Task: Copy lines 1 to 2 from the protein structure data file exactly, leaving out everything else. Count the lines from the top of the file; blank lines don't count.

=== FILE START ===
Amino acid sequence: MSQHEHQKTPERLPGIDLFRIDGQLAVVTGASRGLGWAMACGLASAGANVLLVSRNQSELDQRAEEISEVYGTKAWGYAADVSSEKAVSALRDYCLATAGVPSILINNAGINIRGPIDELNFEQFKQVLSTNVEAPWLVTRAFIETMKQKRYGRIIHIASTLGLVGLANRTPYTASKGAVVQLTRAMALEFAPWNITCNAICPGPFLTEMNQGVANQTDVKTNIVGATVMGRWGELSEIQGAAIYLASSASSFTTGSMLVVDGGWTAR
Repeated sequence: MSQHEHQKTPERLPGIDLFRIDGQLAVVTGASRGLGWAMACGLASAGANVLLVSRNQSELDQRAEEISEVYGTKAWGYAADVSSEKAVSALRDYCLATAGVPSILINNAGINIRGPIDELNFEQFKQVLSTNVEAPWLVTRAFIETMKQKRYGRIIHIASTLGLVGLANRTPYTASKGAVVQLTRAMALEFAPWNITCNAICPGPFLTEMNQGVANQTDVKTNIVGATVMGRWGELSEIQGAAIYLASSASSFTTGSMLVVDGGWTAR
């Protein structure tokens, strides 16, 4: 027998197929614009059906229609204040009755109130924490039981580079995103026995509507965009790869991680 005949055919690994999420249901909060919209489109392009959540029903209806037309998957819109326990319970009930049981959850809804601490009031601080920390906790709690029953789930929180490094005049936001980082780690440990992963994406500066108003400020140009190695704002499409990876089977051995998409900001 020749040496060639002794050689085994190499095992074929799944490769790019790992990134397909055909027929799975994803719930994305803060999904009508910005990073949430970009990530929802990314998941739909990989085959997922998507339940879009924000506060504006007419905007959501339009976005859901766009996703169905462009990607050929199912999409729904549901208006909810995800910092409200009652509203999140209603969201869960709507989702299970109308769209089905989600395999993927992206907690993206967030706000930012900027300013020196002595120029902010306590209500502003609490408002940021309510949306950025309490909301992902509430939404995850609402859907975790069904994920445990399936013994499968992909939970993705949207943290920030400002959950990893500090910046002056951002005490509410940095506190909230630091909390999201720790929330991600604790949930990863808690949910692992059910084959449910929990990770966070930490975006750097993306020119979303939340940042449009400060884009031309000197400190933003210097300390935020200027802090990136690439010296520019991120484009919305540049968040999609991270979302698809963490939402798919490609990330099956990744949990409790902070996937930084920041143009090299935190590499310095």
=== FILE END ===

Amino acid sequence: MSQHEHQKTPERLPGIDLFRIDGQLAVVTGASRGLGWAMACGLASAGANVLLVSRNQSELDQRAEEISEVYGTKAWGYAADVSSEKAVSALRDYCLATAGVPSILINNAGINIRGPIDELNFEQFKQVLSTNVEAPWLVTRAFIETMKQKRYGRIIHIASTLGLVGLANRTPYTASKGAVVQLTRAMALEFAPWNITCNAICPGPFLTEMNQGVANQTDVKTNIVGATVMGRWGELSEIQGAAIYLASSASSFTTGSMLVVDGGWTAR
Repeated sequence: MSQHEHQKTPERLPGIDLFRIDGQLAVVTGASRGLGWAMACGLASAGANVLLVSRNQSELDQRAEEISEVYGTKAWGYAADVSSEKAVSALRDYCLATAGVPSILINNAGINIRGPIDELNFEQFKQVLSTNVEAPWLVTRAFIETMKQKRYGRIIHIASTLGLVGLANRTPYTASKGAVVQLTRAMALEFAPWNITCNAICPGPFLTEMNQGVANQTDVKTNIVGATVMGRWGELSEIQGAAIYLASSASSFTTGSMLVVDGGWTAR